The man behind goal-setting app Lift, Tony Stubblebine, previously made a nice little living with a startup called CrowdVine, which provided social networks for conferences. But Stubblebine realized the conference business wasn’t his true calling. Instead, he wanted to help people achieve things, guided by his belief in “the compounding interest of specializing,” as he told me in an interview.
So he founded Lift, an app best known as a way to set and achieve goals and habits. Today Lift is announcing that it has been rebranded as Coach.me, to better reflect the company’s mission and budding business model.
Up until now, Lift’s app has let you set a goal you want to reach. It also came out with daily tasks you need to accomplish in order to work up to achieve your goal, helped you track your progress, and let you connect with Lift’s community for support and advice. It also offered pre-made plans, designed by coaches who provide assistance throughout — which is what Coach.me is now focusing on.
“We helped a lot of people floss, but I don’t think we helped a lot of people do triathlons … the harder stuff,” Stubblebine said.
He wants to change the image Lift has of being a “habit tracker with a coaching feature,” he said. Coach.me is a place for people to get coaching, with however much support they want.
To start, Coach.me will offer one-on-one, chat-based coaching to its users. It will start at $15 per week, a price Stubblebine says is high enough to incentivize coaches, yet low enough for the community to want to pay for it.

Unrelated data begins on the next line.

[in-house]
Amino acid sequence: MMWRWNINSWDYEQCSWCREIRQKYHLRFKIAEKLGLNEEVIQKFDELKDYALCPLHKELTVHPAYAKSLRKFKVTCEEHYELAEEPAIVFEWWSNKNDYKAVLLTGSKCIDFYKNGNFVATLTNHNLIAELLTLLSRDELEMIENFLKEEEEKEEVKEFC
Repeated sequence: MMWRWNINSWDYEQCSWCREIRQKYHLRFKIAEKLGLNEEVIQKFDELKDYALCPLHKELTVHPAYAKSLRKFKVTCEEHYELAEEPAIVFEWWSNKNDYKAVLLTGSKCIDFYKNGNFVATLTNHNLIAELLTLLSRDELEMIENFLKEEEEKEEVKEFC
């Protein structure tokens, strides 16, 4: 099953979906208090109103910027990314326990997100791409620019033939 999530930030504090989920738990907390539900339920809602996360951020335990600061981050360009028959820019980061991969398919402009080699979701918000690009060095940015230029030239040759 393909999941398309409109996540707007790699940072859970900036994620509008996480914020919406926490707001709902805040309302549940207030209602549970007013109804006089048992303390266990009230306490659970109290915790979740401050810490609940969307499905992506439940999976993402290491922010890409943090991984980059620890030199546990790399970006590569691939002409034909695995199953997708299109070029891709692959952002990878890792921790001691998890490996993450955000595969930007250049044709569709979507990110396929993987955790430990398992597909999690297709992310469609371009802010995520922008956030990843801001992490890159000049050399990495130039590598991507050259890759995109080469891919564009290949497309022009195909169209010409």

Next, Coach.me will add paid plans, priced somewhere between $5 and $50, which Stubblebine says is already in the works. And eventually, it will add video chat-based coaching, something users will likely be willing to shell out more money for — say, $200 per session — once every so often for a higher-value connection with their coaches.
With that said, Coach.me isn’t getting rid of its simple habit tracking format, so fans need not worry.
Interestingly, Stubblebine doesn’t view Coach.me as purely a marketplace or a product. The startup supplies coaching resources to its users, yet does so by creating a marketplace where coaches and users meet.
Coach.me and Stubblebine have been influenced quite a bit by Twitter, whose founders have been investors, bosses, and board members to the company.
Coach.me already has 700 active coaches on its marketplace and more than 1,000 on its waitlist, which the startup will be onboarding. Stubblebine added that becoming profitable in the next year is one of Coach.me’s goals, now that it has finally set up a revenue model.
The company was incubated at Obvious before launching last year. It’s based in San Francisco, and it recently raised $1.1 million in follow-on funding from current investors Obvious Ventures and Spark Capital, bringing its total to $3.5 million.